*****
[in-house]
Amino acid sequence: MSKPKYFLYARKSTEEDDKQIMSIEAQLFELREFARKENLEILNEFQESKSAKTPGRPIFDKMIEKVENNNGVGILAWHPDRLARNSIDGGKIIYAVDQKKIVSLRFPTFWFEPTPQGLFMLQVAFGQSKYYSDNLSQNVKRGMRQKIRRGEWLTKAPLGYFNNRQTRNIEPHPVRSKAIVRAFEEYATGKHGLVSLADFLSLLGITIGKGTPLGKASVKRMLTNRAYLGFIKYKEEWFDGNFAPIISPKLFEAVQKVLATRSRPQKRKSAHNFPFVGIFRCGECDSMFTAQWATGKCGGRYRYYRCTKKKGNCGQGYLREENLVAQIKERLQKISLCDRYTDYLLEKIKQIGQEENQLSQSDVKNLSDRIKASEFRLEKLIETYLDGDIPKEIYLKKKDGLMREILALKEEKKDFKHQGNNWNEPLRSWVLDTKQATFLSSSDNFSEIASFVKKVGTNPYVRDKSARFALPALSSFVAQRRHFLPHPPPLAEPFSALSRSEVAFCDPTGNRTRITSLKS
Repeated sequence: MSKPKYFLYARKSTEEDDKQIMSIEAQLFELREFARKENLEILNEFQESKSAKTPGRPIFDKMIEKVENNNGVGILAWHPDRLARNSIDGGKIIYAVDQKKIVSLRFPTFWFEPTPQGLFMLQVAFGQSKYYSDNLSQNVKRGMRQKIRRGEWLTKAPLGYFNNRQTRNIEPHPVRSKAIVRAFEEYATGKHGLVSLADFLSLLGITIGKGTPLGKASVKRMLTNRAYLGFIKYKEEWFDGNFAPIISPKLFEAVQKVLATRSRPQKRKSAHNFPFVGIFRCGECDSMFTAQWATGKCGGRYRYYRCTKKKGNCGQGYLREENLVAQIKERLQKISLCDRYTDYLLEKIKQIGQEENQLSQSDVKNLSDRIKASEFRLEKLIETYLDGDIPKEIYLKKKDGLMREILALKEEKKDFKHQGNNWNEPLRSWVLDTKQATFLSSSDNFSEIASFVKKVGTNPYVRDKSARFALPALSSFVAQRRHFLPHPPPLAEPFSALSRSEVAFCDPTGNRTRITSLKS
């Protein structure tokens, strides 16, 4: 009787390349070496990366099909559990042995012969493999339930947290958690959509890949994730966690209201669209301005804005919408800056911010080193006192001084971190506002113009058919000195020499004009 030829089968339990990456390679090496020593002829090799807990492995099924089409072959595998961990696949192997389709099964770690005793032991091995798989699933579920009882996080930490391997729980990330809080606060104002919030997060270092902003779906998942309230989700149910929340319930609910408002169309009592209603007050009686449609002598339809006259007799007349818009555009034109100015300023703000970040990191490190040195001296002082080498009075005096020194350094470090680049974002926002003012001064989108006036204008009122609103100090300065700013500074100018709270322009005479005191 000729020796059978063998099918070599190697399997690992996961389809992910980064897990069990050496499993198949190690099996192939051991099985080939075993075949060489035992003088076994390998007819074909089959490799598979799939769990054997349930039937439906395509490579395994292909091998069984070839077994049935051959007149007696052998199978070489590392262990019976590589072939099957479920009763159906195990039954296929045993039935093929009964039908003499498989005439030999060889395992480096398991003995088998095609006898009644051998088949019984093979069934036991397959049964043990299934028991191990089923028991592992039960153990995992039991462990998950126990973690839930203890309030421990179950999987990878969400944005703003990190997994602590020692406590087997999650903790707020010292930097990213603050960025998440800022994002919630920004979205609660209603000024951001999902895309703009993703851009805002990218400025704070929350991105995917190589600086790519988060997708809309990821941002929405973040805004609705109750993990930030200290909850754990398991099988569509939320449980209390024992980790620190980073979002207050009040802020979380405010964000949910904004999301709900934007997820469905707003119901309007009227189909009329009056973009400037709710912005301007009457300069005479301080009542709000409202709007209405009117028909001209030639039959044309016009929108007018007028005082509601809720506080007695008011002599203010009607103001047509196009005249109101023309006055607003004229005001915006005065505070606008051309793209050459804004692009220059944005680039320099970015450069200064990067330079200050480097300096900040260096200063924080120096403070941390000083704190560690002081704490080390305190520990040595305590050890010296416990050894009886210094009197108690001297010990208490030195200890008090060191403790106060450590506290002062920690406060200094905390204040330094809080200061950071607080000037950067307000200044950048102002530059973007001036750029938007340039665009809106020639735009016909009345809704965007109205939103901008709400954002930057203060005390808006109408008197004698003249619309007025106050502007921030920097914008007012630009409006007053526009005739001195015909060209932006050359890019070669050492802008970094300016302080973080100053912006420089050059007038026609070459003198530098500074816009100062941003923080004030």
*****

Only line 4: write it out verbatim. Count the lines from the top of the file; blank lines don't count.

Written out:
């Protein structure tokens, strides 16, 4: 009787390349070496990366099909559990042995012969493999339930947290958690959509890949994730966690209201669209301005804005919408800056911010080193006192001084971190506002113009058919000195020499004009 030829089968339990990456390679090496020593002829090799807990492995099924089409072959595998961990696949192997389709099964770690005793032991091995798989699933579920009882996080930490391997729980990330809080606060104002919030997060270092902003779906998942309230989700149910929340319930609910408002169309009592209603007050009686449609002598339809006259007799007349818009555009034109100015300023703000970040990191490190040195001296002082080498009075005096020194350094470090680049974002926002003012001064989108006036204008009122609103100090300065700013500074100018709270322009005479005191 000729020796059978063998099918070599190697399997690992996961389809992910980064897990069990050496499993198949190690099996192939051991099985080939075993075949060489035992003088076994390998007819074909089959490799598979799939769990054997349930039937439906395509490579395994292909091998069984070839077994049935051959007149007696052998199978070489590392262990019976590589072939099957479920009763159906195990039954296929045993039935093929009964039908003499498989005439030999060889395992480096398991003995088998095609006898009644051998088949019984093979069934036991397959049964043990299934028991191990089923028991592992039960153990995992039991462990998950126990973690839930203890309030421990179950999987990878969400944005703003990190997994602590020692406590087997999650903790707020010292930097990213603050960025998440800022994002919630920004979205609660209603000024951001999902895309703009993703851009805002990218400025704070929350991105995917190589600086790519988060997708809309990821941002929405973040805004609705109750993990930030200290909850754990398991099988569509939320449980209390024992980790620190980073979002207050009040802020979380405010964000949910904004999301709900934007997820469905707003119901309007009227189909009329009056973009400037709710912005301007009457300069005479301080009542709000409202709007209405009117028909001209030639039959044309016009929108007018007028005082509601809720506080007695008011002599203010009607103001047509196009005249109101023309006055607003004229005001915006005065505070606008051309793209050459804004692009220059944005680039320099970015450069200064990067330079200050480097300096900040260096200063924080120096403070941390000083704190560690002081704490080390305190520990040595305590050890010296416990050894009886210094009197108690001297010990208490030195200890008090060191403790106060450590506290002062920690406060200094905390204040330094809080200061950071607080000037950067307000200044950048102002530059973007001036750029938007340039665009809106020639735009016909009345809704965007109205939103901008709400954002930057203060005390808006109408008197004698003249619309007025106050502007921030920097914008007012630009409006007053526009005739001195015909060209932006050359890019070669050492802008970094300016302080973080100053912006420089050059007038026609070459003198530098500074816009100062941003923080004030």